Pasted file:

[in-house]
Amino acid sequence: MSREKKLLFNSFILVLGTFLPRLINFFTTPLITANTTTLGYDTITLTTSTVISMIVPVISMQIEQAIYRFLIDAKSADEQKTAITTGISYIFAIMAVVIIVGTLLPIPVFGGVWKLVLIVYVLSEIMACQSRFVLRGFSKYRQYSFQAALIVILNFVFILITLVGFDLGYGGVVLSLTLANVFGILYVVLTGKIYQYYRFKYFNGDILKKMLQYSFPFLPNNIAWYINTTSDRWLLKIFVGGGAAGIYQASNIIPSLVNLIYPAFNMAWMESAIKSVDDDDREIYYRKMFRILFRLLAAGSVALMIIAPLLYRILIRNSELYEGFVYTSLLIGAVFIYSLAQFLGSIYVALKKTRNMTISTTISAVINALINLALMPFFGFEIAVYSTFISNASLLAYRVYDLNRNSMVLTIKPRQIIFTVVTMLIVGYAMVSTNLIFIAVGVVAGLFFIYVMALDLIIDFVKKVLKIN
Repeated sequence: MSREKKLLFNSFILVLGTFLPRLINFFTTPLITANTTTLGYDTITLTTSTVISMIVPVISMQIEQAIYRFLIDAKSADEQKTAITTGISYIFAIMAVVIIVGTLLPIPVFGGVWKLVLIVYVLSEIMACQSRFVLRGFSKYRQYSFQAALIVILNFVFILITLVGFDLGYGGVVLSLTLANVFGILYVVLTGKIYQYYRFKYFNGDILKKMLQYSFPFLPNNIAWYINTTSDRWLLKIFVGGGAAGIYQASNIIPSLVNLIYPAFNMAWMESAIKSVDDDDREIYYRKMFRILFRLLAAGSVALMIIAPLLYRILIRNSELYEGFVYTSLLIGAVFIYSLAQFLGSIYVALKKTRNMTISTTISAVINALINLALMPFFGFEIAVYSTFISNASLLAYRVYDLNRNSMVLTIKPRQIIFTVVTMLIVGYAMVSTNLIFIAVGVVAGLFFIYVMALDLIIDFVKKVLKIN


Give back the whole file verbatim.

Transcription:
[in-house]
Amino acid sequence: MSREKKLLFNSFILVLGTFLPRLINFFTTPLITANTTTLGYDTITLTTSTVISMIVPVISMQIEQAIYRFLIDAKSADEQKTAITTGISYIFAIMAVVIIVGTLLPIPVFGGVWKLVLIVYVLSEIMACQSRFVLRGFSKYRQYSFQAALIVILNFVFILITLVGFDLGYGGVVLSLTLANVFGILYVVLTGKIYQYYRFKYFNGDILKKMLQYSFPFLPNNIAWYINTTSDRWLLKIFVGGGAAGIYQASNIIPSLVNLIYPAFNMAWMESAIKSVDDDDREIYYRKMFRILFRLLAAGSVALMIIAPLLYRILIRNSELYEGFVYTSLLIGAVFIYSLAQFLGSIYVALKKTRNMTISTTISAVINALINLALMPFFGFEIAVYSTFISNASLLAYRVYDLNRNSMVLTIKPRQIIFTVVTMLIVGYAMVSTNLIFIAVGVVAGLFFIYVMALDLIIDFVKKVLKIN
Repeated sequence: MSREKKLLFNSFILVLGTFLPRLINFFTTPLITANTTTLGYDTITLTTSTVISMIVPVISMQIEQAIYRFLIDAKSADEQKTAITTGISYIFAIMAVVIIVGTLLPIPVFGGVWKLVLIVYVLSEIMACQSRFVLRGFSKYRQYSFQAALIVILNFVFILITLVGFDLGYGGVVLSLTLANVFGILYVVLTGKIYQYYRFKYFNGDILKKMLQYSFPFLPNNIAWYINTTSDRWLLKIFVGGGAAGIYQASNIIPSLVNLIYPAFNMAWMESAIKSVDDDDREIYYRKMFRILFRLLAAGSVALMIIAPLLYRILIRNSELYEGFVYTSLLIGAVFIYSLAQFLGSIYVALKKTRNMTISTTISAVINALINLALMPFFGFEIAVYSTFISNASLLAYRVYDLNRNSMVLTIKPRQIIFTVVTMLIVGYAMVSTNLIFIAVGVVAGLFFIYVMALDLIIDFVKKVLKIN